Newark, N.J. (March 29, 2022) - The New Jersey Appellate Division's recent decision in Gilbert Antonucci v. Curvature Newco, Inc., et al., Docket No. A-1983-20 (February 15, 2022), confirms what was understood to be the law: a properly drafted and consented-to employer-employee arbitration agreement is binding notwithstanding the prohibition on mandatory arbitration for discrimination claims set forth in the New Jersey Law Against Discrimination (NJLAD) because the Federal Arbitration Act (FAA) preempts that prohibition as to arbitration agreements governed by the FAA.
The decision is significant because it is the first published (and therefore precedential) decision at the state level to so rule. The United States District Court for the District of New Jersey had previously ruled in the same manner in N.J. Civil Justice Institute v. Grewal, Civ. No. 19-17518, 2021 U.S. Dist. LEXIS 57437 (D.N.J. Mar. 25, 2021), which similarly held that the FAA preempted the NJLAD provision. It is unknown whether this decision will be appealed to the New Jersey Supreme Court, and it is uncertain how that court would rule if the case comes before it.
The issue presented arises from the enactment of Section 12.7 of the NJLAD on March 18, 2019. Section 12.7 provides:
(a) A provision in any employment contract that waives any substantive or procedural right or remedy relating to a claim of discrimination, retaliation, or harassment shall be deemed against public policy and unenforceable.
(b) No right or remedy under the "Law Against Discrimination," P.L. 1945, c.169 (C.10:5-1 et seq.) or any other statute or case law shall be prospectively waived.
The NJLAD also provides that any person claiming "an unlawful employment practice" or "unlawful discrimination" has "the right to file a complaint in Superior Court to be heard before a jury". N.J.S.A. 10:5-13(a)(1)-(2). Thus, Section 12.7 purports to preclude employers from requiring employees to arbitrate any claims arising under the NJLAD.
The Antonucci decision expressly holds that an arbitration agreement is binding and that the NJLAD's prohibition on compelled arbitration is preempted when applied to an arbitration agreement governed by the FAA. This holding is based on the Supremacy Clause of the United States Constitution (art. VII, cl. 2) and binding precedent from the United States Supreme Court holding that state law that conflicts with a federal statute is preempted. Volt Info. Scis., Inc. v. Bd. of Trs. of Leland Stanford Junior Univ., 489 U.S. 568, 478 (1989). The High Court held there that the FAA preempts state laws that limit the availability of arbitration.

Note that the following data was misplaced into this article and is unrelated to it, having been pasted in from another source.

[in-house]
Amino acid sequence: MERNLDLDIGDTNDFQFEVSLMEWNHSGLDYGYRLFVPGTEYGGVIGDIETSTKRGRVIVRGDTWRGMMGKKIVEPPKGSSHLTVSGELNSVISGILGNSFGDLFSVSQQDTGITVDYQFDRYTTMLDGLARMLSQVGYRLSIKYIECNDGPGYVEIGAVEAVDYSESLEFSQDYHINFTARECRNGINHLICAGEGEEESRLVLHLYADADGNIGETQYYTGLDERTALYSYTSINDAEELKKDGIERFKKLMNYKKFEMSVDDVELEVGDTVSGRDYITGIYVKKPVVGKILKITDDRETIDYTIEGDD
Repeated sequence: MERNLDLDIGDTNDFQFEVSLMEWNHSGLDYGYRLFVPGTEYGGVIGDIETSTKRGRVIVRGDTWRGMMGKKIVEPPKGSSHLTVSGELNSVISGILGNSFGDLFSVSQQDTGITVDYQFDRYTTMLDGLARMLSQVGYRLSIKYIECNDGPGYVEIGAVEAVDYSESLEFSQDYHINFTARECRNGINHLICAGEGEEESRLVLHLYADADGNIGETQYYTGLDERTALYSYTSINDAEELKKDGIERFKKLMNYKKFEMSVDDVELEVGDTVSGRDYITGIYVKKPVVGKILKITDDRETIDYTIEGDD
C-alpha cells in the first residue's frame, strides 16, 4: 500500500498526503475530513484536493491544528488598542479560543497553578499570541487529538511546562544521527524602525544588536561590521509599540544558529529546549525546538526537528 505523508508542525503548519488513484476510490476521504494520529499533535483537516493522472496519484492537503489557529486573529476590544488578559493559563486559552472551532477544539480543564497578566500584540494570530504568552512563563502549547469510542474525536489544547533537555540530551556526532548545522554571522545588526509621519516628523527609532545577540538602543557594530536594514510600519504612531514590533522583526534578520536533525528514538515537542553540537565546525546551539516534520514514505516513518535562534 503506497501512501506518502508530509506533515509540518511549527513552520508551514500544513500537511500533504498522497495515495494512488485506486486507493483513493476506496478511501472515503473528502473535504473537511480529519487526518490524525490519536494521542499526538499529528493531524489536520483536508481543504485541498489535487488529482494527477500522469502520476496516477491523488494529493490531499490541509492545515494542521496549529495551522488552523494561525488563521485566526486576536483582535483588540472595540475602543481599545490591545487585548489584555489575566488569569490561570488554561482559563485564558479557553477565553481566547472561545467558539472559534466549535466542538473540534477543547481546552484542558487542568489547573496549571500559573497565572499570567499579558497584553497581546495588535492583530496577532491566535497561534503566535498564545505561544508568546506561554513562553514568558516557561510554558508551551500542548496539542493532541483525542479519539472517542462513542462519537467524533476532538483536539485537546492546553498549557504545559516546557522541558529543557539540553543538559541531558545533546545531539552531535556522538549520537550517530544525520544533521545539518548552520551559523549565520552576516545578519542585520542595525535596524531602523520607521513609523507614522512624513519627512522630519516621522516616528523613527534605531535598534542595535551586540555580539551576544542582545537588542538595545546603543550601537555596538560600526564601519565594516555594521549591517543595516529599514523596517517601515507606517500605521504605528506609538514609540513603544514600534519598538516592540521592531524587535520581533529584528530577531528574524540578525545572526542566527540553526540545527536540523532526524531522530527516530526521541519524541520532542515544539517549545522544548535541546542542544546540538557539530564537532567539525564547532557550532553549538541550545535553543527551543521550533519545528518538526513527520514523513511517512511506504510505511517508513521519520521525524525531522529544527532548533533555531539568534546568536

The Appellate Division's decision was aided by the express reference in the subject arbitration agreement to the FAA: it stated that it was "enforceable under and subject to the Federal Arbitration Act, 9 U.S.C. Sec. 1, et seq." The court's decision makes clear that it "do[es] not address whether Section 12.7 is enforceable when applied to an arbitration agreement governed by the New Jersey Arbitration Act (NJAA), N.J.S.A. 2A:23B-1 to -36." The issue that remains to be determined is what agreements will be held to be governed by the NJAA as opposed to the FAA.
The Appellate Division's reliance on the arbitration agreement's reference to the FAA underscores that doing so will enhance the prospects of the arbitration agreement being held to be enforceable. However, as the Appellate Division noted, the FAA prohibition applies only to arbitration agreements that involve interstate commerce. It is anticipated that plaintiffs will argue that arbitration agreements adopted by smaller, local businesses do not involve interstate commerce.
Finally, as the Antonucci court pointed out, arbitration agreements will not be enforced where the evidence shows they were not consented to (in this case, the plaintiff spent one hour and 33 minutes reviewing the handbook, including the arbitration agreement). Also, the New Jersey Supreme Court has made clear that the courts will not enforce agreements that purport to waive substantive or procedural rights, such as including a time-limitation provision that shortens the statutory limitation period for bringing NJLAD claims via arbitration. In fact, such a limitation may invalidate the entire arbitration scheme if the scheme is intertwined with the shortening of the statute of limitations.
Takeaway: One-Size-Fits-All Arbitration Agreements May Require Tailoring
In view of the foregoing and the inevitability of further challenges to mandatory arbitration agreements, New Jersey employers should consider regular reevaluation of their employee arbitration agreements to make sure they do not contain provisions that will wind up invalidating the entire arbitration scheme, such as shortened limitations periods. Employers may also want to consider adding references to the FAA. Specifically, employers with operations in multiple states should review the standard language in their arbitration agreements to make sure they pass muster in New Jersey, and they may want to consider using different forms of agreement for states such as New Jersey.
Finally, please recall that, as a previous Lewis Brisbois alert advised, arbitration agreements are no longer enforceable anywhere in the United States as to sexual harassment and assault claims based on the federal Ending Forced Arbitration of Sexual Assault and Sexual Harassment Act, effective March 3, 2022.
The content of this article is intended to provide a general guide to the subject matter. Specialist advice should be sought about your specific circumstances.